The Council is a single body, but for reasons relating to the organisation of its work, it meets – according to the subject being discussed – in different "configurations", which are attended by the Ministers from the Member States and the European Commissioners responsible for the areas concerned. For example, the Agriculture Council is composed of the national ministers responsible for Agriculture.

In the 1990s there were 22 configurations; this was reduced to 16 in June 2000 and then to 9 in June 2002. Since the entry into force of the Treaty of Lisbon on 1 December 2009, there are ten configurations.

The Council's seat is in Brussels, where it meets several times a month (meetings are held in Luxembourg in April, June and October).

It meets in ten different configurations depending on the subjects under discussion.

1. General Affairs
2. Foreign Affairs
3. Economic and Financial Affairs
4. Justice and Home Affairs (JHA)
5. Employment, Social Policy, Health and Consumer Affairs
6. Competitiveness (internal market, industry, research and space)
7. Transport, Telecommunications and Energy
8. Agriculture and Fisheries
9. Environment
10. Education, youth, culture and sport

The General Affairs Council, which is usually attended by foreign ministers or European affairs ministers, makes sure that the various Council configurations are working consistently with one another and makes the preparations for European Council meetings.

Foreign ministers, for example, meet roughly once a month in the Foreign Affairs Council. Similarly, economics and finance ministers meet once a month in the Council which handles economic and financial affairs, called the Ecofin Council.


4. European Parliament

Let's work through the material on this wiki page:

European Council: seems to me to be similar to a board of directors of a corporation.
European Commission: similar to CEO or President (Executive branch, civil service)
Council of the European Union: similar to the upper house of the legislature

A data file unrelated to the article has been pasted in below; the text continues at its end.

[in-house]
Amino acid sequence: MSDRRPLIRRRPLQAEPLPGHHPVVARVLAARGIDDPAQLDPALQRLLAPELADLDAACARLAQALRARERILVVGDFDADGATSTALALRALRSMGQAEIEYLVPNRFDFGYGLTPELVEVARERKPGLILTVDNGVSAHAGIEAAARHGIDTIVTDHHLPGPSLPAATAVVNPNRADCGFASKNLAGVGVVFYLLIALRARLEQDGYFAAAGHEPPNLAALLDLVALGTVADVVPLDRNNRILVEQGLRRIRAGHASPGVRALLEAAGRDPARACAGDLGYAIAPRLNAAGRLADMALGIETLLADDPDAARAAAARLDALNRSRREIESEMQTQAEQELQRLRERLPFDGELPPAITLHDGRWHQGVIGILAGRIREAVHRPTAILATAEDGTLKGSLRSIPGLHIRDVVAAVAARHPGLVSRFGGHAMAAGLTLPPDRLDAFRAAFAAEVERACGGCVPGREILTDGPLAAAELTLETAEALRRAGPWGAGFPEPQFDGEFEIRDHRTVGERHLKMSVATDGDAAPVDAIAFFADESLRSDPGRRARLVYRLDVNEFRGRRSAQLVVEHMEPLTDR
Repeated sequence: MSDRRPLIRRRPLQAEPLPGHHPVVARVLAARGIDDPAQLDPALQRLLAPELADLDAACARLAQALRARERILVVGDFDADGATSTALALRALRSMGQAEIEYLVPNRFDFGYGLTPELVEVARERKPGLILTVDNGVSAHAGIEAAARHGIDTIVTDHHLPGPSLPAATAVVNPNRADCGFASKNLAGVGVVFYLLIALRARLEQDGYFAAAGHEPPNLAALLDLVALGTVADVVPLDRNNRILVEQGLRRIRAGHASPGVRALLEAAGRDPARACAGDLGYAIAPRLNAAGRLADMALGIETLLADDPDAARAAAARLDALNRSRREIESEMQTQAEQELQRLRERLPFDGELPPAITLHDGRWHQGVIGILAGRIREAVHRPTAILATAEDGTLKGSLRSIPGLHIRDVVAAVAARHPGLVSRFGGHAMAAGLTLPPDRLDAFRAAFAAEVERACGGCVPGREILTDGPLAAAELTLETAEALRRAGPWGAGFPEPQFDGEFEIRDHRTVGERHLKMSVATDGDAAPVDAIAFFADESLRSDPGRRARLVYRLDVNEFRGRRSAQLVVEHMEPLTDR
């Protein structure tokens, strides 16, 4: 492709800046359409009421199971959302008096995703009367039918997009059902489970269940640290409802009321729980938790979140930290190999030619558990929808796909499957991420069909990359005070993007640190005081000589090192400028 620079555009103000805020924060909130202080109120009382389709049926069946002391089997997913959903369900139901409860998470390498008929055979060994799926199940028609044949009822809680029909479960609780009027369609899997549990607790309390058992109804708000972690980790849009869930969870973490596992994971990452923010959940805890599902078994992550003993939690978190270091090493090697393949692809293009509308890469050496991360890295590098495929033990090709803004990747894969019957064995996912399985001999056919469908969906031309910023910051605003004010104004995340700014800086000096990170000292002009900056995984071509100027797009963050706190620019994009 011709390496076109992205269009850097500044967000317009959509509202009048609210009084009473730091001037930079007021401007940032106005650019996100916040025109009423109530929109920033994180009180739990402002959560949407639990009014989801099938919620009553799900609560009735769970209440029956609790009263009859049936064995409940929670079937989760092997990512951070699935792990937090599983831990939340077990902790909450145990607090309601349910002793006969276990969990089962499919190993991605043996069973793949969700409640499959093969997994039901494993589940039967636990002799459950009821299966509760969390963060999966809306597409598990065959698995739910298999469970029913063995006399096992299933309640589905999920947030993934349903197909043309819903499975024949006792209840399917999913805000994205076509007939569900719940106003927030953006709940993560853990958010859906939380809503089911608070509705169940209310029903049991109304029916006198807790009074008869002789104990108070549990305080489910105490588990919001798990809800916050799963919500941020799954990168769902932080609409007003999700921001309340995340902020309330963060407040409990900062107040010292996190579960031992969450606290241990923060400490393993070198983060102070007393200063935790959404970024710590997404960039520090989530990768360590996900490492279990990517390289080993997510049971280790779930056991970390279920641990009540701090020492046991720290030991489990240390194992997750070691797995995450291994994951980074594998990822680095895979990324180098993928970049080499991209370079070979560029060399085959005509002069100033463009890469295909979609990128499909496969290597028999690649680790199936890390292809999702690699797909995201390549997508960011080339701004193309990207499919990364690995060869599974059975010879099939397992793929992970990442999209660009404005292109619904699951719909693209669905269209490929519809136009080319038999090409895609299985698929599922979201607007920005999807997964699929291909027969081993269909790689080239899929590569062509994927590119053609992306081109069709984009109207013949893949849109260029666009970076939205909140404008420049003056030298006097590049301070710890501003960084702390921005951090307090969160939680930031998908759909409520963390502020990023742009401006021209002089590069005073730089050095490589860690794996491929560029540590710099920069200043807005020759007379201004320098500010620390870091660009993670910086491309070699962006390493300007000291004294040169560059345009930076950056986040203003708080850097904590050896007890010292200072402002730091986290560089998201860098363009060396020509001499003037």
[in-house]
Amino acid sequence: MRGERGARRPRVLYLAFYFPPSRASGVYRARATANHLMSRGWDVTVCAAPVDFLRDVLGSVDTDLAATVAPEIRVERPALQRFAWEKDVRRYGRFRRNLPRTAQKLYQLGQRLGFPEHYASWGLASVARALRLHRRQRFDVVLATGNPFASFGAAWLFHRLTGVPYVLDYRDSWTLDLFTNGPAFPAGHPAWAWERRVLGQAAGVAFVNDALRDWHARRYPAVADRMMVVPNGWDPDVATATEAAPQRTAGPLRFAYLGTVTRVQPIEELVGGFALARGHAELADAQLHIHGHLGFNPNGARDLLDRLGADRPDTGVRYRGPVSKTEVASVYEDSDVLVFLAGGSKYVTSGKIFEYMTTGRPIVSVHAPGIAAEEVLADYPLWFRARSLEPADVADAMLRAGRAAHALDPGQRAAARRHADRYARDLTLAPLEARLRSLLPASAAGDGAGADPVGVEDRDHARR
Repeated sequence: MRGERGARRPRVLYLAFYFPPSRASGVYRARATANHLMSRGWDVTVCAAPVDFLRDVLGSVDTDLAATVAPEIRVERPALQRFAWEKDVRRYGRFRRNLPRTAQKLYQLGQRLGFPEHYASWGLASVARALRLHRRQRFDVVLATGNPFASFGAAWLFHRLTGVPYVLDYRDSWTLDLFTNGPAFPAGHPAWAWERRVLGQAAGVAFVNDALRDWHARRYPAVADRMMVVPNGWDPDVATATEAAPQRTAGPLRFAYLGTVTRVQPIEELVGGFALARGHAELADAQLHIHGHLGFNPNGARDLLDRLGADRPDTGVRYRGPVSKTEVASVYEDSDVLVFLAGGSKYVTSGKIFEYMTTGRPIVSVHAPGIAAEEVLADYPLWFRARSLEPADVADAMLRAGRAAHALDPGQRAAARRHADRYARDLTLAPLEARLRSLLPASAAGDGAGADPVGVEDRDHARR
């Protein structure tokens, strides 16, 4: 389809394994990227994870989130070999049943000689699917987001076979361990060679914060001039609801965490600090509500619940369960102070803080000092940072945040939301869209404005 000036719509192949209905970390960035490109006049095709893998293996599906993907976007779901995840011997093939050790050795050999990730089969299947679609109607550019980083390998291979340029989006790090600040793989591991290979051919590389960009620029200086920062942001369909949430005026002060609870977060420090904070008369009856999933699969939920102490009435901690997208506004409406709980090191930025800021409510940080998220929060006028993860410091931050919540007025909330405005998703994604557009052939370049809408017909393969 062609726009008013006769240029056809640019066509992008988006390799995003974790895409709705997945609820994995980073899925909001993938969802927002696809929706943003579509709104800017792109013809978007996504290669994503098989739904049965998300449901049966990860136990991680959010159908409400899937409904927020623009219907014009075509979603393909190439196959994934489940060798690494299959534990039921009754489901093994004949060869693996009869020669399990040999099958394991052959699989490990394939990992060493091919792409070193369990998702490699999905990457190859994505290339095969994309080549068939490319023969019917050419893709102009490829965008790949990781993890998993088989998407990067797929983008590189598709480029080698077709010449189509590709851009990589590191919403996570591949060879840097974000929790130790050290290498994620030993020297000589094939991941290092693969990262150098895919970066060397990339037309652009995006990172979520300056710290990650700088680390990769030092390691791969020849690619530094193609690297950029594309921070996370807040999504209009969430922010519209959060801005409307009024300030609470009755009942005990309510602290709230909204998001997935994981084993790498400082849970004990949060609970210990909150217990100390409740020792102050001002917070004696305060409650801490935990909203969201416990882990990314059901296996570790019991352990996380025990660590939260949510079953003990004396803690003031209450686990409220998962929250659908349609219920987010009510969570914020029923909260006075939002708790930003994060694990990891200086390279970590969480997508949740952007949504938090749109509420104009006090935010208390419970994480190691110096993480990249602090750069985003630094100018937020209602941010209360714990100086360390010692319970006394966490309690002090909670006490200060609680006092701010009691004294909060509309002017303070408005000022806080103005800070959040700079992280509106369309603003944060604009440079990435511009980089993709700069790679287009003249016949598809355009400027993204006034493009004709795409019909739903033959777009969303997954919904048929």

European Parliament: similar to the lower house of the legislature

Read: Guide to the European Parliament: Introduction (2009)
Even though this piece is several years old, it contains valuable information for us

Scan what is available on the European Parliament's main website

President of the European Parliament: Martin Schulz
Term: January 2012 - July 2014
Elected by: Members of the European Parliament
Read this two links:

Read: this interesting article about Martin Schulz

Video: The EU institutions explained by their Presidents (9:13)
How the EU works: a video guide (BBC News) [Matthew Price 29 July 2013]

European Parliament: 360 degree virtual tour
Check out the seating arrangement in the following article:

Read: Guide to the European Parliament: Political Groupings (Updated to January 2012)

Familiarize yourself with what is available on both of the following links:

European Parliament: 7 Current Political Groups

Group of the European People's Party (Christian Democrats) [EPP]

Group of the Progressive Alliance of Socialists and Democrats in the European Parliament [S&D]

Group of the Alliance of Liberals and Democrats for Europe [ALDE]

Group of the Greens/European Free Alliance [Greens/EFA]

European Conservatives and Reformists Group [ECR]

Confederal Group of the European United Left - Nordic Green Left [GUE/NGL]

Europe of freedom and democracy Group [EFD]

Each political group takes care of its own internal organization by appointing a chair (or two co-chairs in the case of some groups), a bureau and a secretariat.

The places assigned to Members in the Chamber are decided by political affiliation, from left to right, by agreement with the group chairmen.

25 Members are needed to form a political group, and at least one-quarter of the Member States must be represented within the group.

Members may not belong to more than one political group.

Some Members do not belong to any political group and are known as non-attached Members.

Before every vote in plenary the political groups scrutinize the reports drawn up by the parliamentary committees and table amendments to them.

The position adopted by the political group is arrived at by discussion within the group. No Member can be forced to vote in a particular way.

In European politics, the centre-right is usually occupied by Christian democrats or by conservatives.

In western Europe, social-democratic parties have been the dominant centre-left force since the dawn of modern European cooperation.

In European politics, liberalism tends to be associated with classical liberalism, which advocates limited government intervention in society in general

European Parliament: Powers and Procedures

The European Parliament has been steadily gaining power over recent decades and now acts as a co-legislator for nearly all EU law.

Together with the Council, the Parliament adopts or amends proposals from the Commission. Parliament also supervises the work of the Commission and adopts the European Union's budget.

Beyond these official powers the Parliament also works closely with national parliaments of EU countries. Regular joint parliamentary assemblies allow for a better inclusion of national perspectives into the Parliament's deliberations.